This is kind of ridiculous.
Rick Warren may occasionally sound more open-minded than Jerry Falwell, another plump Evangelical who once played a prominent role in U.S. politics. But he’s not. Gays and lesbians are angry that Barack Obama has honored Warren, but they shouldn’t be surprised. Obama has proved himself repeatedly to be a very tolerant, very rational-sounding sort of bigot. He is far too careful and measured a man to say anything about body parts fitting together or marriage being reserved for the nonpedophilic, but all the same, he opposes equality for gay people when it comes to the basic recognition of their relationships. He did throughout his campaign, one that featured appearances by Donnie McClurkin, a Christian entertainer who preaches that homosexuals can become heterosexuals.
My message to those who want to make statements like this: don’t pretend that the rest of the world sees things the way you do. Obama, as a politician, must necessarily see the world through the lens of power among other lenses. Rick Warren may be important as a figure to the LGBT community because he’s a homophobic bigot, but so are most Americans.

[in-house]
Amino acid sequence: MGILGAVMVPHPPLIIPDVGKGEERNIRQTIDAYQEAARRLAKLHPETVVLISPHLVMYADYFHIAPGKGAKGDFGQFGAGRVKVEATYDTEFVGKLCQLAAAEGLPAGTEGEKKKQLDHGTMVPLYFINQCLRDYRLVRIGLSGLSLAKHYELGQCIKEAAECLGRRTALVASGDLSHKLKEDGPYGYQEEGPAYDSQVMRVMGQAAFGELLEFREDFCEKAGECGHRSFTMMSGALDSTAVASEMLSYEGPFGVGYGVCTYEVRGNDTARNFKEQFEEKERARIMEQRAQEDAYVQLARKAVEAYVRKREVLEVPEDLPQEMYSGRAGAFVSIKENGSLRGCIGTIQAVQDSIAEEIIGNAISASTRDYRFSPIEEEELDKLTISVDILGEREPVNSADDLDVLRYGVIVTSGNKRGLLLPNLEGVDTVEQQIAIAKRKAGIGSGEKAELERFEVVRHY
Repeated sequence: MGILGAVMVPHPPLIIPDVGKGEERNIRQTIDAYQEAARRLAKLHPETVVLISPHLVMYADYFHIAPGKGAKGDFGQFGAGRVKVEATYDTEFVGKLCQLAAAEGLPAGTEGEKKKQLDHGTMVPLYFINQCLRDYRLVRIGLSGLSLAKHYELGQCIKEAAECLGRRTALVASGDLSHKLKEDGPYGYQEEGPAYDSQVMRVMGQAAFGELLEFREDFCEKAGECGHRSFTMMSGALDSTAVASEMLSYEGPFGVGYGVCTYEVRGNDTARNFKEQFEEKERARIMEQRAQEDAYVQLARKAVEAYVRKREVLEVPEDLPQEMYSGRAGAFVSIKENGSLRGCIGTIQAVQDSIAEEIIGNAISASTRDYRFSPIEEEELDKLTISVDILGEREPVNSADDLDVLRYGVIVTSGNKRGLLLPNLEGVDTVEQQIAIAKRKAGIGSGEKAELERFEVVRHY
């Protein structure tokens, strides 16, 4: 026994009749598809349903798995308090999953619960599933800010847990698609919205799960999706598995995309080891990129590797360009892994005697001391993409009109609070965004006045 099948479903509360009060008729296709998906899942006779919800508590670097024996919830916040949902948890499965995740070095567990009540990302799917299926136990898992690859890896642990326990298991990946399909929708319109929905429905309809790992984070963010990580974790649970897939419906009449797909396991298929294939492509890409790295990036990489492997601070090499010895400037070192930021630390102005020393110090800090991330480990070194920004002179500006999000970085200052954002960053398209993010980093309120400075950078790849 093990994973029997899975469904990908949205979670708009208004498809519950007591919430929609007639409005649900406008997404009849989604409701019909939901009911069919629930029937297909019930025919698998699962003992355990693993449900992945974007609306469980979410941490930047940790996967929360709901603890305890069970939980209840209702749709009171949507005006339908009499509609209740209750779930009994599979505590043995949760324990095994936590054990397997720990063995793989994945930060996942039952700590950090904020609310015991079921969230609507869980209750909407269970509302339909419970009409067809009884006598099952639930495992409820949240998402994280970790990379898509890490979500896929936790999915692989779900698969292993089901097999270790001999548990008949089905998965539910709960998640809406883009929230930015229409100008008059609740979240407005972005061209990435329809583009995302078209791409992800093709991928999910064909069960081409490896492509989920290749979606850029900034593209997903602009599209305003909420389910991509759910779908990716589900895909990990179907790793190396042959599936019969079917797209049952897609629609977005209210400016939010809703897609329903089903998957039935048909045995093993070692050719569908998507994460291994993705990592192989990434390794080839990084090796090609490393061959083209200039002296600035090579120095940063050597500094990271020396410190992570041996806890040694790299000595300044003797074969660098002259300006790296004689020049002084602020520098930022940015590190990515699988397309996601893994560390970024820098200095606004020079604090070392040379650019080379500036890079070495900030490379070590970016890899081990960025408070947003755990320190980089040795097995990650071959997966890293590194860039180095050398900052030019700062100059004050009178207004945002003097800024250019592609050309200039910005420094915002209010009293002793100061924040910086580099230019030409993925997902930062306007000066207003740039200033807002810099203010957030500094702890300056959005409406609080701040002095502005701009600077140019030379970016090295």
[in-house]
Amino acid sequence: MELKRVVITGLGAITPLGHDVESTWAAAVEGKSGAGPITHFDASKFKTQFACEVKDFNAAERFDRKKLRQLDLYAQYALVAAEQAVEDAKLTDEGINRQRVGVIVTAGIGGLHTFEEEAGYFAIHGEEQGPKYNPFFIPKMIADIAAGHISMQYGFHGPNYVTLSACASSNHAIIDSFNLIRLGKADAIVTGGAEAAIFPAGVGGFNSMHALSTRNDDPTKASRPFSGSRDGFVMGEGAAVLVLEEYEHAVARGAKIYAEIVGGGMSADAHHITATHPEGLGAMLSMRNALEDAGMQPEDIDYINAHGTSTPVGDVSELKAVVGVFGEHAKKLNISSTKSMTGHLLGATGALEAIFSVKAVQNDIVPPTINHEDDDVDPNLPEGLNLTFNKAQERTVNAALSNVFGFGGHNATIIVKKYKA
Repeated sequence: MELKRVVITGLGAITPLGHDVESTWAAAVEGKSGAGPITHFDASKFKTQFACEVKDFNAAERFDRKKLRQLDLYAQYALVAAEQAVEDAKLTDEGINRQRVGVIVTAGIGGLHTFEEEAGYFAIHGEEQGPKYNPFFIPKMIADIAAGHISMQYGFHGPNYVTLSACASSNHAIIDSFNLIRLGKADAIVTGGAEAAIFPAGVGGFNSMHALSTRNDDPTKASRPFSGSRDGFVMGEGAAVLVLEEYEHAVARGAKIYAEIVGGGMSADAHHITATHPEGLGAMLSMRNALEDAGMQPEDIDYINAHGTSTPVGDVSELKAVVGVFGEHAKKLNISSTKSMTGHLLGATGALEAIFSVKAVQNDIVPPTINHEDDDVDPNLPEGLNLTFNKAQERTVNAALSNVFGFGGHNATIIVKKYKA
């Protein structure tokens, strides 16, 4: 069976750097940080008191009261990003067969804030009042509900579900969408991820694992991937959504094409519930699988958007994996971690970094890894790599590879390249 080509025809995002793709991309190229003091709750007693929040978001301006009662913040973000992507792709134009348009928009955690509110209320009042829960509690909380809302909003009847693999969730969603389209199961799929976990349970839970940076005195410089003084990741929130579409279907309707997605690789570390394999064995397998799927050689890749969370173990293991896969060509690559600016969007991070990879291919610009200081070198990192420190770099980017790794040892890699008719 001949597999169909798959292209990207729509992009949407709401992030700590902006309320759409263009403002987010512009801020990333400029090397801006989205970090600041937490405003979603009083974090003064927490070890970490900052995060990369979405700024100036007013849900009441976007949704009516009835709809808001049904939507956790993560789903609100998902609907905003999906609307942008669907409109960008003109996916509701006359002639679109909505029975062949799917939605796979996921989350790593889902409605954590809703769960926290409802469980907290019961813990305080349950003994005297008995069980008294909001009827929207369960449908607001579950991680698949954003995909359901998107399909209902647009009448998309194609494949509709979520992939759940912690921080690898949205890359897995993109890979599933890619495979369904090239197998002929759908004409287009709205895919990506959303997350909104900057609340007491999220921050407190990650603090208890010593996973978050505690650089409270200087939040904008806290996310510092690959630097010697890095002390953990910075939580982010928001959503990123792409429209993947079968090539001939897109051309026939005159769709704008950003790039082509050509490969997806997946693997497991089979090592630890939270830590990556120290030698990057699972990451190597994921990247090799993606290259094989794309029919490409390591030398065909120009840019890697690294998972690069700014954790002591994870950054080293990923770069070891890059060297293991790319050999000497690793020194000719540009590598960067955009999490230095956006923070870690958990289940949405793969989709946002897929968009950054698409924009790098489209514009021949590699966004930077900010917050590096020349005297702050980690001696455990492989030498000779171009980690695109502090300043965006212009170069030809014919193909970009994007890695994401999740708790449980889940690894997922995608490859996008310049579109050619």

He happens to be a homophobic bigot with a great big following and lots of political power. Likewise, Donnie McClurkin was a gospel singer that happened to be well liked by a group of people who were also probably willing to give money to the Obama campaign, which is why he was chosen.
If you are angry about Warren, I understand. If you were angry about McClurkin, I understand. If you have been frustrated every time a man, who among other things, promoted anti-gay hatred, is included in some political event. What I ask you is to realize that the “among other things” can actually be a significant part of that person’s career.
I realize that there’s a battle to be waged against forces of hatred, but realize that there’s also a battle to be waged against agents of disease and fuelers of climate change. That those same forces can choose to direct their effort in any number of areas and so long as the conversation is the rights of non-heterosexuals to live lives free of hatred, they will be forces of hatred.
I don’t know Obama’s true views on gay rights. I don’t know what he sees in Warren. I don’t know what his aims are. But neither do you, and this presumption that Obama is a bigot simply because he’s willing to associate with people with strange ideas (remember that election with Bill Ayers, Jeremiah Wright, and Rashid Khalidi?) does not mean he endorses those views.
In fact, I find it absurd to call Obama’s tendency to be ideologically tolerant bigoted. Wait and see what he actually does with his signing pen and his administrative agenda before you judge him as a person.
You cheapen your justified anger when you engage in inaccurate name-calling.